In preferred embodiments the immune cell is preferably a T lymphocyte, an NK cell, a macrophage or a dendritic cell. These immune cells are known in the field to exhibit cytotoxic and/or other beneficial activity in response to unwanted agents, cells or pathogens. By directing the activity of these cells to particular immunogenic targets, namely the herpes viral antigens described herein, infected pathogenic cells can be eliminated by the corresponding activity of the immune cell described herein.

In a preferred embodiment, the immune cell is a T lymphocyte, preferably a cytotoxic T lymphocyte or a T helper cell.

In some embodiments, the CAR-engineered immune cell could be engineered to additionally co express cytokines (such as IL-15, IL-12, IFN-gamma, IFN-alpha, GM-CSF, FLT3L, IL-21 , IL-23) or co-stimulatory ligands (CD80, CD86, CD40L) to improve the immune therapeutic effects. In some embodiments, the CAR-engineered immune cell could be engineered to additionally co express siRNAs or shRNAs or miRNAs to down-regulate, or could be genetically edited with CRISPR/Cas, to knock-out expression of the T cell receptor and the major histocompatibility complex, such that these cells can be used as allogeneic cell therapies.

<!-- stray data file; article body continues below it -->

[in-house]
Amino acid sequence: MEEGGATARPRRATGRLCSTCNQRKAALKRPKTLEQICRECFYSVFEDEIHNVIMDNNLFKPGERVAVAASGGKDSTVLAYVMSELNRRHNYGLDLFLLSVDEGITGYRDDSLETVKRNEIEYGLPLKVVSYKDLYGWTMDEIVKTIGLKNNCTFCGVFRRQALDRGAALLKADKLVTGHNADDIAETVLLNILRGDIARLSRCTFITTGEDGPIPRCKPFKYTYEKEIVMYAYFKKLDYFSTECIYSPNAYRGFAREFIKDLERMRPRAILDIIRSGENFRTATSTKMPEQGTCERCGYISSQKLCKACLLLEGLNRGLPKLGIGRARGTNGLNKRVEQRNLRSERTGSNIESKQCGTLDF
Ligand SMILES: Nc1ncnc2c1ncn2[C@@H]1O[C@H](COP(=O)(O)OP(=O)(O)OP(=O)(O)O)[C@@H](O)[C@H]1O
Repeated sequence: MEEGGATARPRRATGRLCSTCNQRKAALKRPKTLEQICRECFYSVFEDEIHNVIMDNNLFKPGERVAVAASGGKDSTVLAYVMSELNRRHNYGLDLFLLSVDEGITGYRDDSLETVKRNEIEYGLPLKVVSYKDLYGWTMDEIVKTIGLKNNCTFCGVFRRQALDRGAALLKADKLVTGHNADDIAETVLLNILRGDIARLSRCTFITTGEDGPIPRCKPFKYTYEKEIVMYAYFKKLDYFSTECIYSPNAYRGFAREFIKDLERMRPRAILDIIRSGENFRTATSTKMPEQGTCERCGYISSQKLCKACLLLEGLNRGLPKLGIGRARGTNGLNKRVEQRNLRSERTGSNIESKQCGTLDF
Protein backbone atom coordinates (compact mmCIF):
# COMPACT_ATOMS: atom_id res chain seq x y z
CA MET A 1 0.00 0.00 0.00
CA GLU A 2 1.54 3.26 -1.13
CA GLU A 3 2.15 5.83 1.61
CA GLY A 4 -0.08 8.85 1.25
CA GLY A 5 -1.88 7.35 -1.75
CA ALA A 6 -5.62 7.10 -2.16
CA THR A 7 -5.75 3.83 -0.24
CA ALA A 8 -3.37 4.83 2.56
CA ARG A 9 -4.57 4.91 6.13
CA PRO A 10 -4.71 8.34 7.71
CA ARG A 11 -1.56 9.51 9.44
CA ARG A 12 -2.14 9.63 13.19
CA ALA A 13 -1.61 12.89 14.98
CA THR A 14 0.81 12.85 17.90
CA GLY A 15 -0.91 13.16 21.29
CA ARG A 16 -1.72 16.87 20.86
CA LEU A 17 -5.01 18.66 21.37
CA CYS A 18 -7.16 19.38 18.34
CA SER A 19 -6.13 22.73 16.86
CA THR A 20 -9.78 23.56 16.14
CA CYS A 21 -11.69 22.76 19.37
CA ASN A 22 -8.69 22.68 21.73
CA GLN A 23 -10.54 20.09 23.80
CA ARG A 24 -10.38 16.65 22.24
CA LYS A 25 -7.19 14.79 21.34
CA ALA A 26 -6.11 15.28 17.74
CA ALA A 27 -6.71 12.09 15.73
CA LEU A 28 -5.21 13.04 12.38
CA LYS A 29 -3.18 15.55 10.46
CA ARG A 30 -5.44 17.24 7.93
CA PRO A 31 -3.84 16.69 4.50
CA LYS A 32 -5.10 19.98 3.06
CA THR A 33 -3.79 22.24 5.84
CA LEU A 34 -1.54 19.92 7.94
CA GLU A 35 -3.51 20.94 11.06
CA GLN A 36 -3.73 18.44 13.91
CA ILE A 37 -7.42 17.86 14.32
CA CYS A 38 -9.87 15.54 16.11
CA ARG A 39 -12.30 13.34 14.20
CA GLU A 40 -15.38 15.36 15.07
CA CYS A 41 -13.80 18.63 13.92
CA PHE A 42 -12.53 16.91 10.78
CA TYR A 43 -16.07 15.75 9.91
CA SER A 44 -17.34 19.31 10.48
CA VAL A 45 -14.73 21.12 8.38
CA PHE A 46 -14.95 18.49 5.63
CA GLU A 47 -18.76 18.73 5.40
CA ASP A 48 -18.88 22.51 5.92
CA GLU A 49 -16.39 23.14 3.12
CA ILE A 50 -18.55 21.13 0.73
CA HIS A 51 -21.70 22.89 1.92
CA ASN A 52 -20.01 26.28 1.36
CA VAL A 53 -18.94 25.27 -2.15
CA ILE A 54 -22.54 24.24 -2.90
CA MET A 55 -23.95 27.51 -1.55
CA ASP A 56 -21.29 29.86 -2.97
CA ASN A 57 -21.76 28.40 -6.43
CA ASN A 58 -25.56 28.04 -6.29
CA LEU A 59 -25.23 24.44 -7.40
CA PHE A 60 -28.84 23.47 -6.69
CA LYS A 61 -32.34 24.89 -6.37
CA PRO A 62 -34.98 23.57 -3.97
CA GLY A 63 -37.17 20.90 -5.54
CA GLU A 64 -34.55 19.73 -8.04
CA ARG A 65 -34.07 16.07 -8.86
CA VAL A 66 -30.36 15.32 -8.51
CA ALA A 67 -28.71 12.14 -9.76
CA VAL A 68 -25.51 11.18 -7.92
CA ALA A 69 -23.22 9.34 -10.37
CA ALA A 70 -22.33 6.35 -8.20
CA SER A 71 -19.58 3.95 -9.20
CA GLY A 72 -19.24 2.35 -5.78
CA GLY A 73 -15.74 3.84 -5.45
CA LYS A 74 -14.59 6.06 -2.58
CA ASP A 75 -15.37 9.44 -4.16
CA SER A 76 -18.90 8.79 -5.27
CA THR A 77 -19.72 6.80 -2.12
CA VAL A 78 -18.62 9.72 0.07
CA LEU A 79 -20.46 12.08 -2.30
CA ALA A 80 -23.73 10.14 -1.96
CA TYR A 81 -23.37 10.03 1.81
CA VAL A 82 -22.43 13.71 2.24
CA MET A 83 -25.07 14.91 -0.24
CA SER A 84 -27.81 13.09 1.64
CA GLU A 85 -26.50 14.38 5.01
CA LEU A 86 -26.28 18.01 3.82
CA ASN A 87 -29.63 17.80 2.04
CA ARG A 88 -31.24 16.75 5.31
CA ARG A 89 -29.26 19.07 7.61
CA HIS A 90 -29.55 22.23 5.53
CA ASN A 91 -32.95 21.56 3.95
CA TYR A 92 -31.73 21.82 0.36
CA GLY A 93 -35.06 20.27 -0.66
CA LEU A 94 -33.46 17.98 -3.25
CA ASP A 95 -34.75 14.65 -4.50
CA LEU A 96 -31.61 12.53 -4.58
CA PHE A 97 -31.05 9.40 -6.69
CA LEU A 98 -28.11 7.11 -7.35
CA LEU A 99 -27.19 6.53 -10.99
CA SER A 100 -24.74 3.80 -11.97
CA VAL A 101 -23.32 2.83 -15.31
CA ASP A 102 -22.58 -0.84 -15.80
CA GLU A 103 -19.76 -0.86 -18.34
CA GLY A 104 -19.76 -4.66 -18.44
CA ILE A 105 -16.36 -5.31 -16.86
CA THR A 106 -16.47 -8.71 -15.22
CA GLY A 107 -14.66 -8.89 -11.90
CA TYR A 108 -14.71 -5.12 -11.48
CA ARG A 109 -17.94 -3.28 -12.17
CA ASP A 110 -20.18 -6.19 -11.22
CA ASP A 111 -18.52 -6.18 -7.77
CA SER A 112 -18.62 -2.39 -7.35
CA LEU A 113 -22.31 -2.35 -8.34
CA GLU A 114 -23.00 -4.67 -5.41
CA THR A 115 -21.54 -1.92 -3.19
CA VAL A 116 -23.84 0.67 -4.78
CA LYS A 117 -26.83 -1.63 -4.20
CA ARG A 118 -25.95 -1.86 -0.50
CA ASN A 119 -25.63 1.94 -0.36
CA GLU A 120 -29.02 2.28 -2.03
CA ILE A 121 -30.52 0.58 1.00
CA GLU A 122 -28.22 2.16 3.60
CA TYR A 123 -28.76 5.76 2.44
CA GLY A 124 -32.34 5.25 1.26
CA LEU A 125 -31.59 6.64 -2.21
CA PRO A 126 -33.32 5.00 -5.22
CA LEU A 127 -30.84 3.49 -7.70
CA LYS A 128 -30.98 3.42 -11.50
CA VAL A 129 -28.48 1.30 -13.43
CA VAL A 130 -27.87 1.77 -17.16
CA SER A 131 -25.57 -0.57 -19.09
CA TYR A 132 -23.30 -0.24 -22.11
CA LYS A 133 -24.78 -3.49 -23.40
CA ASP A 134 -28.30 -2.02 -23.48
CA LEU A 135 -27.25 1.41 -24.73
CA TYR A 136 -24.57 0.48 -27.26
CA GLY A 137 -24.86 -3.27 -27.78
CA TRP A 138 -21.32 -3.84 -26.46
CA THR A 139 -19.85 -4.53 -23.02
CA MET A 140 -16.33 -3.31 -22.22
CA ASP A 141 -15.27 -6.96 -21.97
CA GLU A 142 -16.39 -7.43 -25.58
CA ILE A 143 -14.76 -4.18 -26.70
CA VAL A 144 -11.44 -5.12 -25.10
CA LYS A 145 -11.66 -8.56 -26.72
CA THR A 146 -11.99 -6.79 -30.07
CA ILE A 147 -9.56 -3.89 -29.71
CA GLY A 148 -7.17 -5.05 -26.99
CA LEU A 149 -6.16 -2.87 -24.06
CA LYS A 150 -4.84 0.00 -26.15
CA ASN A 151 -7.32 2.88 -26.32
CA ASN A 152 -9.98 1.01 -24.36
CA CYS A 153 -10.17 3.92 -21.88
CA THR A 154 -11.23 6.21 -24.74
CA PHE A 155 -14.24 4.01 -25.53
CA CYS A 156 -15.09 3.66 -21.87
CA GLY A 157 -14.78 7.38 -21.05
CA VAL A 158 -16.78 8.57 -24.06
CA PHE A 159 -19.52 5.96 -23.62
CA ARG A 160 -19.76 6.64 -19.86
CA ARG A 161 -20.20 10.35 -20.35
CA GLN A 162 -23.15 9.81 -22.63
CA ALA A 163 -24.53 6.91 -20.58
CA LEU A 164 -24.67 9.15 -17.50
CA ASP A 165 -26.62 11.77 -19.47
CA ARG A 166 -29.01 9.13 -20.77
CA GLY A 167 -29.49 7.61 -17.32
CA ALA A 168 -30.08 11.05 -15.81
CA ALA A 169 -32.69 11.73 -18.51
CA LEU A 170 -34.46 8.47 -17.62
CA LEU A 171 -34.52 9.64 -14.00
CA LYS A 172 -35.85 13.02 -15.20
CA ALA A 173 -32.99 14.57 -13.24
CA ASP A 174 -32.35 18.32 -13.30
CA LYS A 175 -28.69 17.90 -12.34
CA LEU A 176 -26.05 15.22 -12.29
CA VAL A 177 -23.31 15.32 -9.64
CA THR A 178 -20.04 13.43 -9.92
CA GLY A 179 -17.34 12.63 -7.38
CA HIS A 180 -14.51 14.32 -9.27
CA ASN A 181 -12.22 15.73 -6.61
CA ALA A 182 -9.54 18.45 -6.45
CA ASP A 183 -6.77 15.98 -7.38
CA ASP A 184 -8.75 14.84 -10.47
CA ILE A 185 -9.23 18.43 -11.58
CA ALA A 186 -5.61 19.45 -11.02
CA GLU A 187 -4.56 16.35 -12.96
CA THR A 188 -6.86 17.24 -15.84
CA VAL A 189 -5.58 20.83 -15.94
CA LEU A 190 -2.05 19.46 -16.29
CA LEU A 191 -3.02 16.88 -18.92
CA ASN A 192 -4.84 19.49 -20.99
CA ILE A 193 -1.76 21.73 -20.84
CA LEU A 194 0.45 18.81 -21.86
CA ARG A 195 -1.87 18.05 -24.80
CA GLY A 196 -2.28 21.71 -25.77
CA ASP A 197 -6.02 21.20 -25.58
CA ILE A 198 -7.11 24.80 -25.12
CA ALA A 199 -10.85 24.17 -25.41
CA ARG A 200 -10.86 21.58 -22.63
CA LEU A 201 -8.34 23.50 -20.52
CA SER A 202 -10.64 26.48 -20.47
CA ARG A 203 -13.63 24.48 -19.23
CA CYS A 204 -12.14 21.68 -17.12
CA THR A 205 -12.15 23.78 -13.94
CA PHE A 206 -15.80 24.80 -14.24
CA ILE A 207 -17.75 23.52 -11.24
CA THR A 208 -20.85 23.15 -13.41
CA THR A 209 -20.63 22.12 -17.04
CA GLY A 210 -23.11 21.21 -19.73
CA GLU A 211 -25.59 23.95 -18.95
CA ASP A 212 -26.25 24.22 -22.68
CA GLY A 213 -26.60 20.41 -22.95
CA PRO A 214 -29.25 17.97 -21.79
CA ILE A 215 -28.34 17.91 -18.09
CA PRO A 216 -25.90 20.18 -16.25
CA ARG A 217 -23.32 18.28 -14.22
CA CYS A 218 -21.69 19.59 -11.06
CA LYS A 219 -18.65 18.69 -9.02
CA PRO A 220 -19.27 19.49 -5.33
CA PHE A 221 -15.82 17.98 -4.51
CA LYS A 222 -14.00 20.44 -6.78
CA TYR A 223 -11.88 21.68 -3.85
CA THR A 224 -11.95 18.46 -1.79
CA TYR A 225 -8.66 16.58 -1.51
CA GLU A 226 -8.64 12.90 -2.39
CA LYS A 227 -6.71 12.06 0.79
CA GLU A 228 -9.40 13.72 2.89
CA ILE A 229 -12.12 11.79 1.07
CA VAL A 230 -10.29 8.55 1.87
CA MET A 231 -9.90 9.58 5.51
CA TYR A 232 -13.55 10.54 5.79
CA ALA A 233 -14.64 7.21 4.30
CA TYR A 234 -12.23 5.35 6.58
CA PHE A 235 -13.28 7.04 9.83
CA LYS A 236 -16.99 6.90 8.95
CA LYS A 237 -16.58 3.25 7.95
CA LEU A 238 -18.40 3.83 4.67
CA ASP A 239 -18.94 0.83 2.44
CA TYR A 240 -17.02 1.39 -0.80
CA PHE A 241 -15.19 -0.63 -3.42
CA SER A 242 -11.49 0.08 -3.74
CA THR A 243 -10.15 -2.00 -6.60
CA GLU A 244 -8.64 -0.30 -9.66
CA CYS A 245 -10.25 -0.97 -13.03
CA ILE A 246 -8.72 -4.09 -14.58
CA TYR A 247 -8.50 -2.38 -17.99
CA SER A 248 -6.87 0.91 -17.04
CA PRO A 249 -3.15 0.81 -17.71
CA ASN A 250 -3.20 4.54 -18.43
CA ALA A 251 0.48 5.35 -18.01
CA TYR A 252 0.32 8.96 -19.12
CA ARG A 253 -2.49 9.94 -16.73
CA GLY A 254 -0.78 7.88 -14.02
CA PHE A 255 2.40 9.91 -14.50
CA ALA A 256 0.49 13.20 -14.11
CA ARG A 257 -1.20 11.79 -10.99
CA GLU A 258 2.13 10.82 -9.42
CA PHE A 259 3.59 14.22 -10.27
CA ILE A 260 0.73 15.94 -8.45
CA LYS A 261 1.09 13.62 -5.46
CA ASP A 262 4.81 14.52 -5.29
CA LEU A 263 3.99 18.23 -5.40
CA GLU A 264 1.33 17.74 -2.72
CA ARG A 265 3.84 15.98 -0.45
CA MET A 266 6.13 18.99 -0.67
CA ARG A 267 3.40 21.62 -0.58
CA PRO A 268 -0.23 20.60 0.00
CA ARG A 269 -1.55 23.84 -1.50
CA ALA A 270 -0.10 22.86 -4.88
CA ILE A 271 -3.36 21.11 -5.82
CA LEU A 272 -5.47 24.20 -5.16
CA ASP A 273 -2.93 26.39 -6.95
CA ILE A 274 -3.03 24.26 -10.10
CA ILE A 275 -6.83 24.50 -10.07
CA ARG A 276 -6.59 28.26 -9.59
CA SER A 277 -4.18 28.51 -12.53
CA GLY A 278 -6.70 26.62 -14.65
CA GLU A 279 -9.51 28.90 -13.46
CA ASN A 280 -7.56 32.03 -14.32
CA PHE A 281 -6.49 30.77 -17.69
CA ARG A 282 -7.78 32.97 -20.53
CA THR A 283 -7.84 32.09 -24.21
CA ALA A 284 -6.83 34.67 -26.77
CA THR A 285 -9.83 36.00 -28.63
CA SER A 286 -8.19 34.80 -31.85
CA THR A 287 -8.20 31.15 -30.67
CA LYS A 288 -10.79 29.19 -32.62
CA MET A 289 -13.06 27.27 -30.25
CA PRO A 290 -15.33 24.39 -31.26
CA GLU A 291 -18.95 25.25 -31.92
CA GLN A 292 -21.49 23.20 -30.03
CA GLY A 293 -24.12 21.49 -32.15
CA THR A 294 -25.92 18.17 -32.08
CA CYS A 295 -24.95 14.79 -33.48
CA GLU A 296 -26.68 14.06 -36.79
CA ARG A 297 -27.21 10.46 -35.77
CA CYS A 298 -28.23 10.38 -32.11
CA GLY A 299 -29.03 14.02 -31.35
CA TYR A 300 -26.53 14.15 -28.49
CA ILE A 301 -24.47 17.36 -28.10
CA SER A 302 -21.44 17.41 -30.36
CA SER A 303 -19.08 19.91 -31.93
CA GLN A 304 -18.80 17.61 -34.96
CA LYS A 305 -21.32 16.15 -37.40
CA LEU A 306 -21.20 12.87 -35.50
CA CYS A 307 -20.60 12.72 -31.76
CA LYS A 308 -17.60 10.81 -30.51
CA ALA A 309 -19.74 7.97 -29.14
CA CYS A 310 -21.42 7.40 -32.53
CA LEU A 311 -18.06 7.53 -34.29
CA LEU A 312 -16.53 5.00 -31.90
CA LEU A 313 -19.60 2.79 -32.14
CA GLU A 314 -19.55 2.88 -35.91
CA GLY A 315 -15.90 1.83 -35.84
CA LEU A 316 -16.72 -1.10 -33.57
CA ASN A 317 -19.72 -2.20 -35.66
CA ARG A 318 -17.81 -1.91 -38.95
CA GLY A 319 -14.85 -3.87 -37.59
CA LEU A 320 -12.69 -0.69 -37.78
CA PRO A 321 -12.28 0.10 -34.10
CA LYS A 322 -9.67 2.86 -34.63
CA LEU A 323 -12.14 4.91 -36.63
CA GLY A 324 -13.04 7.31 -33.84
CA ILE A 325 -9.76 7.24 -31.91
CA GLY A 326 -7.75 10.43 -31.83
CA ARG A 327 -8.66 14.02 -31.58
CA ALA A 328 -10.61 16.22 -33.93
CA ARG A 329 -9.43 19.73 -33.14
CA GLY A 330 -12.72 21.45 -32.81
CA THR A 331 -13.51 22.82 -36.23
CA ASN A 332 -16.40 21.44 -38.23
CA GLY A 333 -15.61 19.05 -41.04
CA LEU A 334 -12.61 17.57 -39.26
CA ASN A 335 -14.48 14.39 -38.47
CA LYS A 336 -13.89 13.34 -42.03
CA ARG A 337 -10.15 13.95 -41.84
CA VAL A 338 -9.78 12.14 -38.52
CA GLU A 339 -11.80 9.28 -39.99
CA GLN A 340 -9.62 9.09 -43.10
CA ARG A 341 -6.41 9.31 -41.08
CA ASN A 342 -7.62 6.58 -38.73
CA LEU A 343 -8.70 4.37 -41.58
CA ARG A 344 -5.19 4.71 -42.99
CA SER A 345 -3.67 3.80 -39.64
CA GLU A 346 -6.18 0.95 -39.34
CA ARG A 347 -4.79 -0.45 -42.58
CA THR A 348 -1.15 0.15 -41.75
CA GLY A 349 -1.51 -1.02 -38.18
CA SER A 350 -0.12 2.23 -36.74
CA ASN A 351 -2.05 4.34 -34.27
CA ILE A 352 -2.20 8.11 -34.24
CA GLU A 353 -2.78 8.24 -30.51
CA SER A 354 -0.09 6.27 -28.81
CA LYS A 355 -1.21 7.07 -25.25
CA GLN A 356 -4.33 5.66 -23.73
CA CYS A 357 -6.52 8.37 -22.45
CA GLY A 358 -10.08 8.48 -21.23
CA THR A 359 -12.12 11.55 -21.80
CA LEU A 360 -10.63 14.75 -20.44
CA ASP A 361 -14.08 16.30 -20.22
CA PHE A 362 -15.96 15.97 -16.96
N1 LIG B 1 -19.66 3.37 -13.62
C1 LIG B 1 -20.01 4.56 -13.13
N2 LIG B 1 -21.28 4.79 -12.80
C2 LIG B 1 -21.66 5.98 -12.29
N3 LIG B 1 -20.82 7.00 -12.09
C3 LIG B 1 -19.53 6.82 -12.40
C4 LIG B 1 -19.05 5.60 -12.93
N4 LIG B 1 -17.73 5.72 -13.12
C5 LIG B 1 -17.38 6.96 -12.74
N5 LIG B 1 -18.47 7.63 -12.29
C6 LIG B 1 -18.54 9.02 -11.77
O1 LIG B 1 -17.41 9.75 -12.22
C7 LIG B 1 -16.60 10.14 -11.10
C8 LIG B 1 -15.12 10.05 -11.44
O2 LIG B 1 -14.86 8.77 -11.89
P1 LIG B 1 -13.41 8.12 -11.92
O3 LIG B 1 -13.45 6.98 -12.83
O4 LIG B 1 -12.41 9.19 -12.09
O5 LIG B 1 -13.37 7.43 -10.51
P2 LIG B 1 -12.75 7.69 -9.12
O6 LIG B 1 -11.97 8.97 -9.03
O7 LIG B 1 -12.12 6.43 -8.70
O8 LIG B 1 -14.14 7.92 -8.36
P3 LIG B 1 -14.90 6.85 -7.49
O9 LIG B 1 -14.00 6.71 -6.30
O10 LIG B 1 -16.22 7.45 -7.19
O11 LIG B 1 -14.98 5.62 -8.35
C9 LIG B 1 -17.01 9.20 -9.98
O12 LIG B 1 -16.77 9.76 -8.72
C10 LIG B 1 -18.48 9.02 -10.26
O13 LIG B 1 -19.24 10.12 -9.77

In some embodiments, the CAR-engineered immune cell could be engineered to additionally co express siRNAs or shRNAs or miRNAs to down-regulate, or genetically edited with the

CRISPR/Cas, to knock-out expression of check point molecules on the T cell surface (PD1 , Tim3, LAG, etc...).

Combined approaches employing down-regulation of the major histocompatibility complex or check point molecules on the T cell surface lead to additional, potentially synergistic effects, in optimizing the local immune environment to enhance the cytolytic effect of the CAR-engineered immune cells of the invention.

In some embodiments, the CAR-engineered immune cell could be engineered to additionally co express additional CARs targeting particular cell lineages.

In some embodiments, naive T cells from EBV seronegative donors or from cord blood could be efficiently and rapidly converted into gp350/gp220-CAR-T cells for use in the medical treatments described herein. Further guidance on the production of immune cells engineered to express the inventive CARs is presented below.